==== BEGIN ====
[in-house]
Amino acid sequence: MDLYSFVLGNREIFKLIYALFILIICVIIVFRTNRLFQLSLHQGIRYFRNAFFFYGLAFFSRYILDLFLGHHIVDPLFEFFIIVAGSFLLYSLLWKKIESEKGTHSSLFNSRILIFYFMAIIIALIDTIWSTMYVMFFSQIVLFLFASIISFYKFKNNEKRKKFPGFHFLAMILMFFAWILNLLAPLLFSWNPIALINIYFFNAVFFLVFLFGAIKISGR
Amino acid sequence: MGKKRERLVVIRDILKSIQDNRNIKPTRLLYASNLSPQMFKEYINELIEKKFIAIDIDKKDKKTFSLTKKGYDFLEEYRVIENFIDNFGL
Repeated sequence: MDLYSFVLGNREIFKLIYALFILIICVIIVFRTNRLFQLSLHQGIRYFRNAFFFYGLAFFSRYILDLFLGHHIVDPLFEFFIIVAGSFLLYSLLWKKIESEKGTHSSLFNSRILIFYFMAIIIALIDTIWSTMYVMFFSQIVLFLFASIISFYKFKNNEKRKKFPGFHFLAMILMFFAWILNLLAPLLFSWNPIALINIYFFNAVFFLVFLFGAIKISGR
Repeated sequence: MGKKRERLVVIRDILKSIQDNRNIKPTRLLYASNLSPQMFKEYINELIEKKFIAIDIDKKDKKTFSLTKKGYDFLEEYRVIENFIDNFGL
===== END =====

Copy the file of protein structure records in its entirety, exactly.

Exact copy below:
[in-house]
Amino acid sequence: MDLYSFVLGNREIFKLIYALFILIICVIIVFRTNRLFQLSLHQGIRYFRNAFFFYGLAFFSRYILDLFLGHHIVDPLFEFFIIVAGSFLLYSLLWKKIESEKGTHSSLFNSRILIFYFMAIIIALIDTIWSTMYVMFFSQIVLFLFASIISFYKFKNNEKRKKFPGFHFLAMILMFFAWILNLLAPLLFSWNPIALINIYFFNAVFFLVFLFGAIKISGR
Amino acid sequence: MGKKRERLVVIRDILKSIQDNRNIKPTRLLYASNLSPQMFKEYINELIEKKFIAIDIDKKDKKTFSLTKKGYDFLEEYRVIENFIDNFGL
Repeated sequence: MDLYSFVLGNREIFKLIYALFILIICVIIVFRTNRLFQLSLHQGIRYFRNAFFFYGLAFFSRYILDLFLGHHIVDPLFEFFIIVAGSFLLYSLLWKKIESEKGTHSSLFNSRILIFYFMAIIIALIDTIWSTMYVMFFSQIVLFLFASIISFYKFKNNEKRKKFPGFHFLAMILMFFAWILNLLAPLLFSWNPIALINIYFFNAVFFLVFLFGAIKISGR
Repeated sequence: MGKKRERLVVIRDILKSIQDNRNIKPTRLLYASNLSPQMFKEYINELIEKKFIAIDIDKKDKKTFSLTKKGYDFLEEYRVIENFIDNFGL